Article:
The opening shot of Vidhu Vinod Chopra’s Mission Kashmir probably depicted in the best way how the ties between Bollywood and the trouble-torn state snapped. As the screen lights up, we see the picutre postcard image of a shikara on an idyllic Dal lake – and then, suddenly, the shikara explodes, shattering the calmness.

Hindi films, as also some from southern India, have had alwasys captured Kashmir’s “heaven on earth” image – chinar-clad dales, rosy-cheeked dames, snowy-white mountains, et al.

In the 1960s, Kashmir was the place which the camera would instantly zoom onto as soon as the hero and the heroine felt like running around the trees and singing a ditty.

The highly-energetic Shammi Kapoor, whose “Yahoo” as he slid down the snowy slopes in Junglee (1961) created many a clone in the subsequent years – take Joy Mukherjee for example – whose films with similar love stories would be shot in Kashmir.

Sharmila Tagore, discovered by the great Satyajit Ray, got instant nationwide fame as the Kashmir Ki Kali (1964), as she played the innocent Kashmiri girl role to the hilt. Films like Jaanwar, Jab Jab Phool Khile, Phir Wohi Dil Laya Hoon and Aarzoo reflected the fascination of filmmakers for Kashmir’s natural beauty, and countless filmmakers since then shot their films in the state.

But as militancy started in 1989, everything changed. For long years, nobody ventured into Kashmir to shoot a film, even if the storyline was based there. The most glaring example of this is Mani Ratnam’s superhit Tamil film Roja, which became an even bigger money-spinner when it got dubbed into Hindi. The film’s storyline emerges out of the situation in Kashmir, but not a single shot was taken there. Instead, Ratnam chose to shoot almost the entire film in Manali area of neighbouring Himachal Pradesh.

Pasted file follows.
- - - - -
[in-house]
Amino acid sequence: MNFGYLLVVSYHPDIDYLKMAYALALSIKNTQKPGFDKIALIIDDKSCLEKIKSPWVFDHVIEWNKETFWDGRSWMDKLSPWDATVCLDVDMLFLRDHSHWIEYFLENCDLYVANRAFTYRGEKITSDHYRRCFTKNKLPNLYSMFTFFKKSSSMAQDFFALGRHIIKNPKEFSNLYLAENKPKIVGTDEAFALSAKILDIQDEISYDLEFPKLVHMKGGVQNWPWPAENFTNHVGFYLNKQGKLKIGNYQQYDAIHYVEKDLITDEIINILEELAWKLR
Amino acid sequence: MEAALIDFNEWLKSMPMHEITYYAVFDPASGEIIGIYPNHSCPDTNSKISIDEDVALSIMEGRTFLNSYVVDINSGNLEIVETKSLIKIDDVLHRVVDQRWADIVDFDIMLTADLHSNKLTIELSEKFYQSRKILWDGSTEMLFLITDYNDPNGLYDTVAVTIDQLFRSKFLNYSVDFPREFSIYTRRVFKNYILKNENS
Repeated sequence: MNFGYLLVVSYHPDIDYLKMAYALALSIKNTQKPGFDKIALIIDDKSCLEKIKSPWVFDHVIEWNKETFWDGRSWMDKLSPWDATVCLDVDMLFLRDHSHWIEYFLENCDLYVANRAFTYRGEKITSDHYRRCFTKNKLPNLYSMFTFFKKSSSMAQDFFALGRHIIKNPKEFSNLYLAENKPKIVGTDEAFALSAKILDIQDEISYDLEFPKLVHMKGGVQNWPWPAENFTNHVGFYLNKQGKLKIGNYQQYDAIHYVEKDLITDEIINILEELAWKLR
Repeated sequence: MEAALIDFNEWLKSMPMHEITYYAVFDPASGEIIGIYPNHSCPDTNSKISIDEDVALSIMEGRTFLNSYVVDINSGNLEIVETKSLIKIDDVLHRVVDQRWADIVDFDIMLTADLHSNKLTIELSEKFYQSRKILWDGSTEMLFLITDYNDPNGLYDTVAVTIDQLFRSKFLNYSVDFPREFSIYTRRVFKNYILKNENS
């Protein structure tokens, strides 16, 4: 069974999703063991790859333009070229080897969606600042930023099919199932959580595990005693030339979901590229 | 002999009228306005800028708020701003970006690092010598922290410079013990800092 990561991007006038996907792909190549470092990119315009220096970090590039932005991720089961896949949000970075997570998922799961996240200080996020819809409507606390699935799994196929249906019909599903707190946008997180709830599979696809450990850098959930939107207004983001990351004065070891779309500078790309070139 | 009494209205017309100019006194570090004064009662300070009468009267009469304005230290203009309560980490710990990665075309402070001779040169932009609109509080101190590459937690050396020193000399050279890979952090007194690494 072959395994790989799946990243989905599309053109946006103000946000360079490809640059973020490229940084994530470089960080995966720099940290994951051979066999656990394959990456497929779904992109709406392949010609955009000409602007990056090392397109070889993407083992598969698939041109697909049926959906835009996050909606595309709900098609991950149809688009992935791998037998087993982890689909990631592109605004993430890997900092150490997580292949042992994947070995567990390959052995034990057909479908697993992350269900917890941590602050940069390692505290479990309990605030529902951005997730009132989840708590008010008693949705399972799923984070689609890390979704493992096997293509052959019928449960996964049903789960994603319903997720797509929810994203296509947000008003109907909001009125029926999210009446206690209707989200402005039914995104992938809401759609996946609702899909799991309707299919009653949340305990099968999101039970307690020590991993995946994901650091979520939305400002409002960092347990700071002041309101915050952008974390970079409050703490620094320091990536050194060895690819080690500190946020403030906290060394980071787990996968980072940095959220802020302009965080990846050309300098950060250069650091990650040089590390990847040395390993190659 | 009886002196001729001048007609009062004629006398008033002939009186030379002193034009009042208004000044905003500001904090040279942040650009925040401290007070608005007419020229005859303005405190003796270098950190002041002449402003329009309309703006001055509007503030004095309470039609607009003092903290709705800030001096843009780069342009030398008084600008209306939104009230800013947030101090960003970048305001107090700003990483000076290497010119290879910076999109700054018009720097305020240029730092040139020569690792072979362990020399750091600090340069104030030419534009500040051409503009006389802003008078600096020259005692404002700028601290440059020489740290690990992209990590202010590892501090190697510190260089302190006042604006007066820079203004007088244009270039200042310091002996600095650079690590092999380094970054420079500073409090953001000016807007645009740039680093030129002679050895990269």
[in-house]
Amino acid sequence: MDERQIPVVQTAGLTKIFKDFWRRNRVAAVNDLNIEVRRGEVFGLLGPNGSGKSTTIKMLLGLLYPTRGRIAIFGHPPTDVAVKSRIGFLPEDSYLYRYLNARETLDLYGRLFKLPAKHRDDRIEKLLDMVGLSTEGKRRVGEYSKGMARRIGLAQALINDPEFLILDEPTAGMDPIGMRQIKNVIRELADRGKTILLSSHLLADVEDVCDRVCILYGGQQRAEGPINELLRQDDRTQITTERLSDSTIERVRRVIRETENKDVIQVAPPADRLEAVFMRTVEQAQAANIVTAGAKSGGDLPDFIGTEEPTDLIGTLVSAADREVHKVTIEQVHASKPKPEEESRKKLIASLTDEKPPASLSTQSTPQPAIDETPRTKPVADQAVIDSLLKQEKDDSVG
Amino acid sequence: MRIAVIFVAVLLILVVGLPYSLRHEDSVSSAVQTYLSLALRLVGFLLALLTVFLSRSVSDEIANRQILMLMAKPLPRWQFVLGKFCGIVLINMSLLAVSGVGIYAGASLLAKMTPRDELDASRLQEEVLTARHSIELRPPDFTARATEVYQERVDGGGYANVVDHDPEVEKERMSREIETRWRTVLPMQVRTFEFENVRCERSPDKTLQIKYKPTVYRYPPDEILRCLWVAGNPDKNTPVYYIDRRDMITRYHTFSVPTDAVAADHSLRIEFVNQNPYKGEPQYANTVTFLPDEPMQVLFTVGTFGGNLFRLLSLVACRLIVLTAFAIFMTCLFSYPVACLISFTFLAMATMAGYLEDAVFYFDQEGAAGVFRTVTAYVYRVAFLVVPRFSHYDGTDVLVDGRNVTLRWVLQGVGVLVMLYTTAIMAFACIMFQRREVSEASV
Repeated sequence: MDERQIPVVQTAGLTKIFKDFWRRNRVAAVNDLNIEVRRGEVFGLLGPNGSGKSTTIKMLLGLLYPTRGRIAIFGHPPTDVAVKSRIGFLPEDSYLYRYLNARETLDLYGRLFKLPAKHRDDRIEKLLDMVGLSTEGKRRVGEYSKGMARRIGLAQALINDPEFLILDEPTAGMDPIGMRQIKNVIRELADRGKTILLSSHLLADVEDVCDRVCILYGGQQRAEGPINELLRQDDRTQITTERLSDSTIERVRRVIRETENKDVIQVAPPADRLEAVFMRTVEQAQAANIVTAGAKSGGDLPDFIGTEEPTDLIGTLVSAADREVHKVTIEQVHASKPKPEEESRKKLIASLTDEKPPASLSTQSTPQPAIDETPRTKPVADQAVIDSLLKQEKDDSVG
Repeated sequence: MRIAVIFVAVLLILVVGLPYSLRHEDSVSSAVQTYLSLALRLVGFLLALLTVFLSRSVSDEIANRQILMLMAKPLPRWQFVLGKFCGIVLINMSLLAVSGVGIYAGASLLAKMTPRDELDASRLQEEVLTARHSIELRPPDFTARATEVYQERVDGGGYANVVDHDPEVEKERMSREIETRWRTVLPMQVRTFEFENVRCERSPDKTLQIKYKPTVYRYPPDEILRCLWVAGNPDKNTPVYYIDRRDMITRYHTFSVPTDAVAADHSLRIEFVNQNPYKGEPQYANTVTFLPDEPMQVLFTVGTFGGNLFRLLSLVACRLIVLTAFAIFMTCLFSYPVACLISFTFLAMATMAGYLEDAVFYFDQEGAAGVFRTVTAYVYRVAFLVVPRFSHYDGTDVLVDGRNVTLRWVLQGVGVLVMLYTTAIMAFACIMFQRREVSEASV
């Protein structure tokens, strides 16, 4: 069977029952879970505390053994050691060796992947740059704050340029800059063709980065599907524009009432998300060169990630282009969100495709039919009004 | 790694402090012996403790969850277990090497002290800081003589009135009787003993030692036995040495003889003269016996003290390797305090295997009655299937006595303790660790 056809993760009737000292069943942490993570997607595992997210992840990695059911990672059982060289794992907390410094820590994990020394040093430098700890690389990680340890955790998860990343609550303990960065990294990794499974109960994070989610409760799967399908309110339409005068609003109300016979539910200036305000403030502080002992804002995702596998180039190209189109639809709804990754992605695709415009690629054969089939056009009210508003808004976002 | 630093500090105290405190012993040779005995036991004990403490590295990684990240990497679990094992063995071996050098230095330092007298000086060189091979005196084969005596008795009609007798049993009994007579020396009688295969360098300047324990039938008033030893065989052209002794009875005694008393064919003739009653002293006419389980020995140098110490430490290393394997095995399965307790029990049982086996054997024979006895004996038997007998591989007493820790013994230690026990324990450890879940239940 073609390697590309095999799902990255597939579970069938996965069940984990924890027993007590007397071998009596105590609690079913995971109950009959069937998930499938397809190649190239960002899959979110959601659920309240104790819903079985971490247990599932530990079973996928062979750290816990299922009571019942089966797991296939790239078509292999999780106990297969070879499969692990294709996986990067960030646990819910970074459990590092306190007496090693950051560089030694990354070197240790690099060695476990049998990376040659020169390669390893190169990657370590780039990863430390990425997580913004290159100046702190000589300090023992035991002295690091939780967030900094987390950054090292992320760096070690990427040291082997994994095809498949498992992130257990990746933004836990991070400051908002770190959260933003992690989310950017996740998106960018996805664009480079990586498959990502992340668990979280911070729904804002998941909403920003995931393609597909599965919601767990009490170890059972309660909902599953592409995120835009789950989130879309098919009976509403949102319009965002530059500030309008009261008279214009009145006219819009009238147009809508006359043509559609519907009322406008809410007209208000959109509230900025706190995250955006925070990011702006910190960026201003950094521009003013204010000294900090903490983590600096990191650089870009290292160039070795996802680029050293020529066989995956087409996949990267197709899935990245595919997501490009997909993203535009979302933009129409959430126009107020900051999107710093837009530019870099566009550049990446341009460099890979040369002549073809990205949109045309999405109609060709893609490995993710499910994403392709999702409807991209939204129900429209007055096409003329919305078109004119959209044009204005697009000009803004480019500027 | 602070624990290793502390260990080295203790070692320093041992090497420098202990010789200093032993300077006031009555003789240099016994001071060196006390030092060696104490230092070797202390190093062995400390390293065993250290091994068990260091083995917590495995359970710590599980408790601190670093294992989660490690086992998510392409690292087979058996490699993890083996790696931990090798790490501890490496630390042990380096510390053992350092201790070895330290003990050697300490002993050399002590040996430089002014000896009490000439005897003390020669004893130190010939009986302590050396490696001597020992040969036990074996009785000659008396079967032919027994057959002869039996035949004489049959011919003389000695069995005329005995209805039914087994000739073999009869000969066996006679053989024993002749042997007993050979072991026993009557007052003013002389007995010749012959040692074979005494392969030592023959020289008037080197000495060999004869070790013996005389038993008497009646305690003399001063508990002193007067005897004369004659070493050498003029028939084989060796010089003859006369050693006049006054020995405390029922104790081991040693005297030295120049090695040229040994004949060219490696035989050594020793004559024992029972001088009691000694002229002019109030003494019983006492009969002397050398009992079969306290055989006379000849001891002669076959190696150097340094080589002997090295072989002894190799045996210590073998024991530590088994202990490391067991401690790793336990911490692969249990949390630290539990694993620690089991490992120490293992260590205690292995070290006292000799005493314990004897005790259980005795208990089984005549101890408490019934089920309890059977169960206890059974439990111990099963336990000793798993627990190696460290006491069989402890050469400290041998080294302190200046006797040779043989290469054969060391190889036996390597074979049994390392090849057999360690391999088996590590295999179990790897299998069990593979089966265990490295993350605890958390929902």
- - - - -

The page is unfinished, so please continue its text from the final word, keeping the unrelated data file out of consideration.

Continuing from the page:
In fact, with the rise of militancy, not many filmmakers thought of even venturing near the state, preferring to rather follow the footsteps of Yash Chopra to shoot their songs and scenes in European and other exotic locales. And a few films with Kashmir as the backdrop, continued to be shot in other locations – Jahnu Barua’s under-production Butterfly Chase in Sikkim and Kunal Kohli’s Fanaa in far, far away Poland.

But now, some filmmakers have started returning, though they are no more depicting the innocent charm of the state. One way or the other, these films are to various degrees reflecting the current scenario of the state. Shoojit Sircar’s Yahan is an example of this. Though a mainstream film, it provided a realistic depiction of the situation there.

Other films partly shot in Kashmir include Chopra’s Mission Kashmir and Sanjiv Puri’s Agnipankh which had around 60 per cent of it shot in the state. From the South, Mohanlal-starrer Keerthi Chakra, a Malayalam and Tamil bilingual directed by former Army man Major Ravi, has been shot in Kashmir in recent years, as also the Kannada film Chaitrada Chandrama produced by Bhagyawathi Narayan.

Santosh Sivan’s Tahaan is a rare film which has been almost entirely shot in the state after a long gap, though he did not shoot it exactly in the Kashmir Valley, choosing Pahalgam in the larger Jammu region. Quite clearly, even though the J&K government website assures one that “Mumbai and Southern film shooting resumed in Kashmir, cinema business resumed in Srinagar”, filmmakers in general are not yet confident enough to return to there.

For the record, though the state government is making its best efforts to get the film shooting teams return to Kashmir, even hosting high-profile teams of producers and directors from Mumbai, only a few have actually shot their films there.

(An abridged version was published in Sakaal Times, www.sakaaltimes.com, 07-09-2008)